Examples of the binder resins which constitute the toner particles of the present invention include homo- or copolymers of styrene or derivatives thereof, e.g., chlorostyrene; monoolefins, e.g., ethylene, propylene, butylene, and pentylene; dienes, e.g., butadiene and isoprene; vinyl esters, e.g., vinyl acetate, vinyl propionate, vinyl butyrate, and vinyl benzoate; α-methylene aliphatic monocarboxylic acid esters, e.g., methyl acrylate, ethyl acrylate, butyl acrylate, octyl acrylate, dodecyl acrylate, phenyl acrylate, methyl methacrylate, ethyl methacrylate, butyl methacrylate, and dodecyl methacrylate; vinyl ethers, e.g., vinyl methyl ether, vinyl ethyl ether, and vinyl butyl ether; and vinyl ketones, e.g., vinyl methyl ketone, vinyl hexyl ketone, and vinyl isopropenyl ketone.

Specific examples of these binder resins are polystyrene resins, styrene-alkyl acrylate copolymers, styrene-alkyl methacrylate copolymers, styrene-acrylonitrile copolymers, styrene-butadiene copolymers, styrene-maleic anhydride copolymers, polyethylene resins, and polypropylene resins. Additionally, polyester resins, polyurethane resins, epoxy resins, silicone resins, polyamide resins, modified rosin, paraffins, and waxes are also employable.

Of these binder resins, polyester resins are particularly effective. The polyester resins can be prepared by reacting a polyhydroxy compound and a polybasic carboxylic acid or a reactive derivative thereof.

Examples of the polyhydroxy compound include diols, e.g., ethylene glycol, diethylene glycol, triethylene glycol, 1,2-propylene glycol, 1,3-propylene glycol, 1,4-butanediol, and neopentylene glycol; hydrogenated bisphenol A; alkylene oxide adducts of bisphenol A, e.g., polyoxyethylene-added bisphenol A and polyoxypropylene-added bisphenol A; and other dihydric alcohols and dihydric phenols (e.g., bisphenol A).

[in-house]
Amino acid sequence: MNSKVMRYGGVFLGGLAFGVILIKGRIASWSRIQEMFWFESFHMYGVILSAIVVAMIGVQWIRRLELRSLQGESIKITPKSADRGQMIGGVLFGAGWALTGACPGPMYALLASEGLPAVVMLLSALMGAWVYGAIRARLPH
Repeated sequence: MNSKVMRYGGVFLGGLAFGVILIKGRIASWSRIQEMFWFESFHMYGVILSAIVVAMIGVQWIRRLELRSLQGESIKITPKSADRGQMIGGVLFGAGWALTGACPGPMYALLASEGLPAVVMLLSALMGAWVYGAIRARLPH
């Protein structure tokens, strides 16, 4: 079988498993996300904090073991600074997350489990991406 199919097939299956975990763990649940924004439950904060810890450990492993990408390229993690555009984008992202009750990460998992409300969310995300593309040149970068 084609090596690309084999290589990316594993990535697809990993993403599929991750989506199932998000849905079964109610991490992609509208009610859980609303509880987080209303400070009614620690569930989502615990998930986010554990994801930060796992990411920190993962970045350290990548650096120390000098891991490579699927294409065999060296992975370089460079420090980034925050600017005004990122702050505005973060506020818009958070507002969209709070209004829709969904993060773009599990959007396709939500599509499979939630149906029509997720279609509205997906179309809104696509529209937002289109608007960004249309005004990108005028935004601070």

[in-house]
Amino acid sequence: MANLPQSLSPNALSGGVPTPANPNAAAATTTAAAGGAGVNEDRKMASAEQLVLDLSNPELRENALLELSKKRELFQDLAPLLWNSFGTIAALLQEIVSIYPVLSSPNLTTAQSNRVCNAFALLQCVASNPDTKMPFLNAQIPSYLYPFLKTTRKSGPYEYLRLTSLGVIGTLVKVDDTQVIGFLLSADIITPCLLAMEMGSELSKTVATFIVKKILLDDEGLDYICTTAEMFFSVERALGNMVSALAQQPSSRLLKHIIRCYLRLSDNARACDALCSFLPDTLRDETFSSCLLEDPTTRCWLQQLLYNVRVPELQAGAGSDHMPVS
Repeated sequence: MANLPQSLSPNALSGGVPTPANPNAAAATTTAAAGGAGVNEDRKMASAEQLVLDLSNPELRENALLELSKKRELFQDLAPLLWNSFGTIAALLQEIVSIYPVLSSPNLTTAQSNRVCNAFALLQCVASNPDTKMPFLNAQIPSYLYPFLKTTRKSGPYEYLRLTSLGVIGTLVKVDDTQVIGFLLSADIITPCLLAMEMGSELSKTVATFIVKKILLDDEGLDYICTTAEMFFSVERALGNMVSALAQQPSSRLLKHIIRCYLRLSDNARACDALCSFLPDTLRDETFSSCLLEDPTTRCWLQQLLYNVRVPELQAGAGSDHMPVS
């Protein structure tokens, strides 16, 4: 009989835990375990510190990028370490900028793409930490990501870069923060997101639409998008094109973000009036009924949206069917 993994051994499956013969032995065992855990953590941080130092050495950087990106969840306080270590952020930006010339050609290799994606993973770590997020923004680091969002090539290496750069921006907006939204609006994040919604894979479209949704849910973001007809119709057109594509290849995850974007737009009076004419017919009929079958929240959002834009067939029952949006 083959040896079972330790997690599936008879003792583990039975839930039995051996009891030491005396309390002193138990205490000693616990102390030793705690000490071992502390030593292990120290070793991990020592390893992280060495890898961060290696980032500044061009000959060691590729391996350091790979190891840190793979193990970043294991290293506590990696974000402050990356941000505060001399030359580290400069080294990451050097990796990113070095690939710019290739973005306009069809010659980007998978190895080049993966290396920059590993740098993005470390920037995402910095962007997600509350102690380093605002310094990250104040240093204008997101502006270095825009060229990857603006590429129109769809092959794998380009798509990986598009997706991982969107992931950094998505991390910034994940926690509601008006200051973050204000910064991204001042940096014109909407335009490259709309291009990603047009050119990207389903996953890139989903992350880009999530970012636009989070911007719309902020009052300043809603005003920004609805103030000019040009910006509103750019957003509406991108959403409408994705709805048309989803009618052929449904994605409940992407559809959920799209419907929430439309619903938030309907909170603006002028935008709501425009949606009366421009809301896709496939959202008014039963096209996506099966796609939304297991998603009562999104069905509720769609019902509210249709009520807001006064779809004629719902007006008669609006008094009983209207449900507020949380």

Examples of the polybasic carboxylic acid include malonic acid, succinic acid, adipic acid, sebacic acid, an alkylsuccinic acid, maleic acid, fumaric acid, mesaconic acid, citraconic acid, itaconic acid, glutaconic acid, cyclohexanedicarboxylic acid, phthalic acid, terephthalic acid, isophthalic acid, and other dicarboxylic acids, and reactive derivatives thereof, such as anhydrides, alkyl esters, acid halides, etc.

These polybasic carboxylic acids may be used in combination with a tri- or higher polyhydroxy compound and/or a tri- or higher polybasic carboxylic acid so as to make the resulting polymer non-linear to such an extent that no tetrahydrofuran-insoluble content may occur.

The tri- or higher polyhydroxy compound and the tri- or higher polybasic carboxylic acid are preferably used in an amount of not more than 30 mol % of the total amount of acids used.

Examples of such a polyhydroxy compound are sorbitol, 1,2,3,6-hexanetetrol, 1,4-sorbitan, pentaerythritol, 1,2,4-butanetriol, 1,2,5-pentanetriol, glycerol, 2-methylpropanetriol, 2-methyl-1,2,4-butanetriol, trimethylolethane, trimethylolpropane, and 1,3,5-trimethylolbenzene.

Examples of such a polybasic carboxylic acid are 1,2,4-benzenetricarboxylic acid, 1,2,4-benzenetricarboxylic acid, 1,2,5-benzenetricarboxylic acid, 1,2,4-cyclohexanetricarboxylic acid, and 2,5,7-naphthalenetricarboxylic acid.

Preferred of the polyester resins prepared from the above-mentioned starting materials are linear polyester resins obtained by polycondensation of bisphenol A and an aromatic polybasic carboxylic acid as main monomer components.

The polyester resins which are particularly preferred in the present invention are those having a softening point of from 90° to 150° C., a glass transition point of from 50° to 70° C., a number average molecular weight of from 2000 to 6000, a weight average molecular weight of from 8000 to 15000, an acid value of from 5 to 30, and a hydroxyl value of from 5 to 40.

The toner particles preferably contain from 1 to 8 parts by weight of a colorant per 100 parts by weight of a binder resin. If the amount of the colorant is less than 1 part, the toner tends to have an insufficient coloring power. If it exceeds 8 parts, the toner tends to have reduced transparency.